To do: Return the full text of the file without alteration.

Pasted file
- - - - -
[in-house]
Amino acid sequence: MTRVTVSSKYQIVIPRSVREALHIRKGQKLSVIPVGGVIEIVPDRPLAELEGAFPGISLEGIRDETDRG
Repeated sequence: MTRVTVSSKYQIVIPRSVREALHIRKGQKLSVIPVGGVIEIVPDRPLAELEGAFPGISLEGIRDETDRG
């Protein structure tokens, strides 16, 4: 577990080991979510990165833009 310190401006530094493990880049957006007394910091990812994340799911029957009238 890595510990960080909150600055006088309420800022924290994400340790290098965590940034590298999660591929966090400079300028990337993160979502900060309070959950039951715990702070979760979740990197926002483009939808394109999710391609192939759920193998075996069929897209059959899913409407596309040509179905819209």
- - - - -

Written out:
[in-house]
Amino acid sequence: MTRVTVSSKYQIVIPRSVREALHIRKGQKLSVIPVGGVIEIVPDRPLAELEGAFPGISLEGIRDETDRG
Repeated sequence: MTRVTVSSKYQIVIPRSVREALHIRKGQKLSVIPVGGVIEIVPDRPLAELEGAFPGISLEGIRDETDRG
């Protein structure tokens, strides 16, 4: 577990080991979510990165833009 310190401006530094493990880049957006007394910091990812994340799911029957009238 890595510990960080909150600055006088309420800022924290994400340790290098965590940034590298999660591929966090400079300028990337993160979502900060309070959950039951715990702070979760979740990197926002483009939808394109999710391609192939759920193998075996069929897209059959899913409407596309040509179905819209």